Campus News

Warren County PCB landfill protests focus of new library exhibition

“We Birthed the Movement” in the Wilson Special Collections Library recalls a watershed moment in environmental justice.

Wanda Andrews Saunders (left) and Consherto Williams, Sept. 15, 1982.
Wanda Andrews Saunders (left) and Consherto Williams, Sept. 15, 1982.

Forty years after activism in Warren County, North Carolina, launched the environmental justice movement, a new exhibition at Wilson Special Collections Library tells the story through the perspectives of those who lived it.

“We Birthed the Movement: The Warren County PCB Landfill Protests, 1978-1982” examines how a coalition of concerned citizens, civil rights leaders and environmental activists fought state plans to relocate 60,000 tons of carcinogen-laced soil to the majority Black community of Afton.

The four-year effort culminated in seven weeks of protests and more than 500 arrests before the state dumped 7,000 truckloads of contaminated soil in the community.

Exhibition room with posters and glass display cases.

“We Birthed the Movement: The Warren County PCB Landfill Protests, 1978-1982” examines how a coalition of concerned citizens, civil rights leaders and environmental activists fought state plans to relocate 60,000 tons of carcinogen-laced soil to the majority Black community of Afton, North Carolina. (Jon Gardiner/UNC-Chapel Hill)

Visitors to the exhibition in the North Carolina Gallery can view 63 photos from the protests, as well as 24 original documents including correspondence, flyers and pamphlets. “We Birthed the Movement” will be on view through Dec. 22, 2022.

Today, the intersection of environmental and civil rights activism present in the Warren County fight is viewed as a watershed moment for the environmental justice movement. Despite this recognition, histories of the fight often leave out the voices of the activists themselves.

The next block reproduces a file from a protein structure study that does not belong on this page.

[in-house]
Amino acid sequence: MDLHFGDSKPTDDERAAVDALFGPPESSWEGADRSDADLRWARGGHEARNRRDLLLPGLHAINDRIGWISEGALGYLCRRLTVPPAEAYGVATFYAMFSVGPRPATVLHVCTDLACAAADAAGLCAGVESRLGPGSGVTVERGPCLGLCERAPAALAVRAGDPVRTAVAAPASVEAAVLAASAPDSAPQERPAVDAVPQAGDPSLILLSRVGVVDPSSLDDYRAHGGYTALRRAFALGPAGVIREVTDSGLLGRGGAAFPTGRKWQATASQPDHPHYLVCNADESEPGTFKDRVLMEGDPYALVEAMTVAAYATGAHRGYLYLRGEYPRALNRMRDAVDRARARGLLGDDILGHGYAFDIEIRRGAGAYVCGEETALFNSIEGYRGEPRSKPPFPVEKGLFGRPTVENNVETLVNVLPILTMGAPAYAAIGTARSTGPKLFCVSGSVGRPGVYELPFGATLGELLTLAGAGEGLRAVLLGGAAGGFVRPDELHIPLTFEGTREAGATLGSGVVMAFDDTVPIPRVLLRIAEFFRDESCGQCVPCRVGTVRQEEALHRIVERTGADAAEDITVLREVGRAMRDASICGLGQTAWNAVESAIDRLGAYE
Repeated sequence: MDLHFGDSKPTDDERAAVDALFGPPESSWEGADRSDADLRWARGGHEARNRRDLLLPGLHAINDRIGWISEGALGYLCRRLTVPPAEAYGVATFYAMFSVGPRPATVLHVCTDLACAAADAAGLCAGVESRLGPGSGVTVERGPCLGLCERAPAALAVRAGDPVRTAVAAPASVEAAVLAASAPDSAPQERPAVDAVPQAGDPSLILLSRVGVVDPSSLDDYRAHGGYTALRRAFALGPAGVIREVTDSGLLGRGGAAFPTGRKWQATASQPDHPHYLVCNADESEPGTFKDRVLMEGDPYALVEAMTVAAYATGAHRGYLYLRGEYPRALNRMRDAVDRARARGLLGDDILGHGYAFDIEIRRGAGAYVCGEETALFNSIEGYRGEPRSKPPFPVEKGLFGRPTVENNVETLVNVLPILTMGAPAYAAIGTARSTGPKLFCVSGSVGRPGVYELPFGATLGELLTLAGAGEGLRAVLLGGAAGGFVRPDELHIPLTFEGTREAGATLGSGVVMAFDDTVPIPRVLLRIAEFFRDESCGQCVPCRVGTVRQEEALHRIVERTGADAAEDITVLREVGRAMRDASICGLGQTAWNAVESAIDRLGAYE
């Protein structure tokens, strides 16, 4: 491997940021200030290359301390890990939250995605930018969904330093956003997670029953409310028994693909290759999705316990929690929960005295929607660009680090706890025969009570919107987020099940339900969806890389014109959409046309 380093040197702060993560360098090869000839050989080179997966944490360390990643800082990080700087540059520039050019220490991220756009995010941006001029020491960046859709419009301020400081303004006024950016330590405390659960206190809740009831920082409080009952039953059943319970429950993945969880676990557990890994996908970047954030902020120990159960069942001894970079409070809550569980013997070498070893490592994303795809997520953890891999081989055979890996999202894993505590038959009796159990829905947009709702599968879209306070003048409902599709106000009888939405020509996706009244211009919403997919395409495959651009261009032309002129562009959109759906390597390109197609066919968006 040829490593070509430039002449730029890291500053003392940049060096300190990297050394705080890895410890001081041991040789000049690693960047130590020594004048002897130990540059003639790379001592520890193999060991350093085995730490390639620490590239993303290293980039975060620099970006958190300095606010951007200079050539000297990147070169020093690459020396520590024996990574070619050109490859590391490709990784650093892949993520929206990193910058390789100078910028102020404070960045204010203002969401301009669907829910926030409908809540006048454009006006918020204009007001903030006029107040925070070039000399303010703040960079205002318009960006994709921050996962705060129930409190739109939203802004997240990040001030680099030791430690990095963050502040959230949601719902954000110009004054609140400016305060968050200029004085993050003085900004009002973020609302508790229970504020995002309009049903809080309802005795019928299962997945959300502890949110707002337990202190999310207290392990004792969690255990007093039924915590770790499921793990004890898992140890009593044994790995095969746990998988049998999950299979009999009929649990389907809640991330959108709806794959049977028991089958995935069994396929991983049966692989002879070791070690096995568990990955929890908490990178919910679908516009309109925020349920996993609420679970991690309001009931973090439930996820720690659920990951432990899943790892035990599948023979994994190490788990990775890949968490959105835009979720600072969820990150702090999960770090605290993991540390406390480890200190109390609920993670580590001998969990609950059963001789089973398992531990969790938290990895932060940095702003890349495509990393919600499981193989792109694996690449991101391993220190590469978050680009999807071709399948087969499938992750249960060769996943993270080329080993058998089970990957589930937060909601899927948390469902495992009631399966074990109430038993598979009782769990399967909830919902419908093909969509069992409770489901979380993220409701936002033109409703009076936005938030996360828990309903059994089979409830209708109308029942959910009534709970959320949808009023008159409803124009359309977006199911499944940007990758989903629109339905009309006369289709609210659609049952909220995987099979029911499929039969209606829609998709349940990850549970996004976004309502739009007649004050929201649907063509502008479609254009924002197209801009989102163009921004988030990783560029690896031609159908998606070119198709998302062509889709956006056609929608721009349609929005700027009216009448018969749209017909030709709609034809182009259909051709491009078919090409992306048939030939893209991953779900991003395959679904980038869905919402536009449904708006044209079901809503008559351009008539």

Reverend Leon White and North Carolina State Highway Patrol Trooper, Sept. 15, 1982.

Reverend Leon White and North Carolina State Highway Patrol Trooper, Sept. 15, 1982. (Photo by Harold Moore)

“We didn’t want the exhibit to be just another person recounting the history of a group that never had a chance to tell its own story,” said Stephen Fletcher, photographic archivist at the North Carolina Collection.

To ensure that the exhibition was true to the experiences of the community, Wilson Library staff collaborated with the Warren County Environmental Action Team.

As part of the process, community members, activists and reporters shared their memories, loaned materials, helped identify people in photos from the Library’s archives and provided commentary included in the exhibition.

“We asked, ‘What do you see as the big picture of the exhibit? How should it be organized? Have we captured what you were telling us?’” said Fletcher.

One suggestion from the community led to a display about the people supporting the civil rights activists behind the scenes. Another led the curators to organize photos according to the themes of “recognition, resistance and resilience,” three ideas essential to the success of the movement and its long-term impact.

Wall of photos in exhibition hall.

(Jon Gardiner/UNC-Chapel Hill)

“This flips the dynamic from having the exhibition narrate to having the creator or the subject of materials tell their own story,” said Biff Hollingsworth, collecting and public programming archivist at the Southern Historical Collection. “Now it’s in the words of the community members.”

An official opening event will be held on Sept. 15. It includes an exhibition viewing at 1 p.m. followed by a 1:30 p.m. program featuring a video presentation about five images from the exhibition and comments by members of the Warren County Environmental Action Team.

The event is free and open to the public. Masks are encouraged. A Zoom link is available for anyone who would like to tune in online.

Glass exhibition case filled with photos and documents.

(Jon Gardiner/UNC-Chapel Hill)